Tony Robbins: Business strategist and life coach to the stars 

Tony Robbins, renown life and business strategist who has coached more than 50 million people, has dedicated himself to spreading personal finance literacy across America. And his mantra is timely: Don't sit on the sidelines in fear or make rash decisions because of stock market volatility. As he points out: "The single biggest threat to your financial well-being is your own brain."

Translated, that means we all have biases and fears that we need to shake — from the aversion to losing money to investing overseas. As he notes in his book "Unshakeable: Your Financial Freedom Playbook," you need to have "a state of mind that will help you have unwavering confidence even amidst the storm."

That is especially true in today's volatile stock market environment. To be sure, 2018 was the most volatile year since 2015, measured by intraday moves of 1 percent or more. That year, the S&P 500 recorded 72 intraday such moves. This year has seen 64 through Friday. That compares with 48 in 2016 and just eight in 2017. The month of December was the worst final month of the year since the Great Depression, with a loss of nearly 10 percent.

According to Robbins, during big swings in the market, it's wise not to make emotional decisions. To be successful, the best bet is to follow Warren Buffett's golden rule and have a long-term horizon to capture a compounding effect that others who quit lose out on. This strategy means your asset allocation, cash flow and mindset are designed to deal with short-term risks.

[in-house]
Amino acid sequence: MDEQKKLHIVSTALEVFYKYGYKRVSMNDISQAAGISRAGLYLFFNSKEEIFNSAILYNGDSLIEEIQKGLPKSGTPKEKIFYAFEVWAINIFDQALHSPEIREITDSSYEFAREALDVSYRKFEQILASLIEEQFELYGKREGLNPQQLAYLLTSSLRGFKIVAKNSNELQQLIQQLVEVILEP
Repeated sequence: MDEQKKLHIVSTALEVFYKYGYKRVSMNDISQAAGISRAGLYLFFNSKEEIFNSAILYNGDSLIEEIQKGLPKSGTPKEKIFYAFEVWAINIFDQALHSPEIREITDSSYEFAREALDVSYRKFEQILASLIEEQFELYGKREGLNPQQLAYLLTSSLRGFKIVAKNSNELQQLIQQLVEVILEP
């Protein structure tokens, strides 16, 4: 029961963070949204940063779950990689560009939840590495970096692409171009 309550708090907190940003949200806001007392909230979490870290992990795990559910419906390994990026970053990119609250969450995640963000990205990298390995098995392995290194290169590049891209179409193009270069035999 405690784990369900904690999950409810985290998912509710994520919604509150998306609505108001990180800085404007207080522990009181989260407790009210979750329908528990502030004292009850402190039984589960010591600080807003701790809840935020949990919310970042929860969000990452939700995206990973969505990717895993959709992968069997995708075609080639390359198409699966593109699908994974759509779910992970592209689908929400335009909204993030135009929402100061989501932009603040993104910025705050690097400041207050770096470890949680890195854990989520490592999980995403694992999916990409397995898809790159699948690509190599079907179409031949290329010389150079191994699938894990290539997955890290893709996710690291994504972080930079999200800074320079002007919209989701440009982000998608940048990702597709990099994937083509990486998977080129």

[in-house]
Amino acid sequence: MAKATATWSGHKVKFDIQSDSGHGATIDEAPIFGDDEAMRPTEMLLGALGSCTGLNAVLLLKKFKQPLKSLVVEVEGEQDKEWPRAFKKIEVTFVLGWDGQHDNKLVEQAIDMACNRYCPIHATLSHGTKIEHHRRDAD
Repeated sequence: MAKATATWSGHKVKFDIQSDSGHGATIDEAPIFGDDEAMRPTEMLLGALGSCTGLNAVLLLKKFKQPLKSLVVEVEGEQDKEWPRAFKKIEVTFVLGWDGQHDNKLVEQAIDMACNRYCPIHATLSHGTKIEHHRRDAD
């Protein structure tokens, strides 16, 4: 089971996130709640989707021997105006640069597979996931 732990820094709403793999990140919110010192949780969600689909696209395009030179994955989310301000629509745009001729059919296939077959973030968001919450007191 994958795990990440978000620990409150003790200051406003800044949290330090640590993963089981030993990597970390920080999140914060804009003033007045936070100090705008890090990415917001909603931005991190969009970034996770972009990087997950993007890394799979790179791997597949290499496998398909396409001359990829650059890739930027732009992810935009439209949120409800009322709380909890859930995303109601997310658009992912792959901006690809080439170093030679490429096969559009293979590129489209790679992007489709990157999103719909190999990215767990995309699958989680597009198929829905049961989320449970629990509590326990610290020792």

"There will always be booms and busts. You cannot really time the market. It doesn't work 99 percent of the time," Robbins says. To prove his point, he notes that the average return in the S&P over the last 20 years was 8.6 percent. But if you were out of the market for just 10 of the best trading days during the period, your returns would have been only 2.5 percent.

Robbins' advice has been gleaned from his interviews and work with some of the greatest financial minds of our generation — from Jack Bogle, founder of Vanguard Group, and Ray Dalio, founder and co-CIO of Bridgewater Associates, to Warren Buffett, founder, CEO and chairman of Berkshire Hathaway.

As he explains, these money mistakes can derail individual investors' wealth strategies.

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  Friday, 4 Jan 2019 | 11:19 AM ET

39-year-old retired millionaire: The best investment I ever made cost 'little to nothing'

Chris Reining, 39, managed to build a seven-figure portfolio by age 35 and quit his corporate job shortly after. He did it by saving more than half his income and investing it in his employer sponsored 401(k) plan and a taxable account.

Needless to say, Reining, who has been retired for nearly three years and is "not really worried about ever running out of money," made some smart investments over his short career.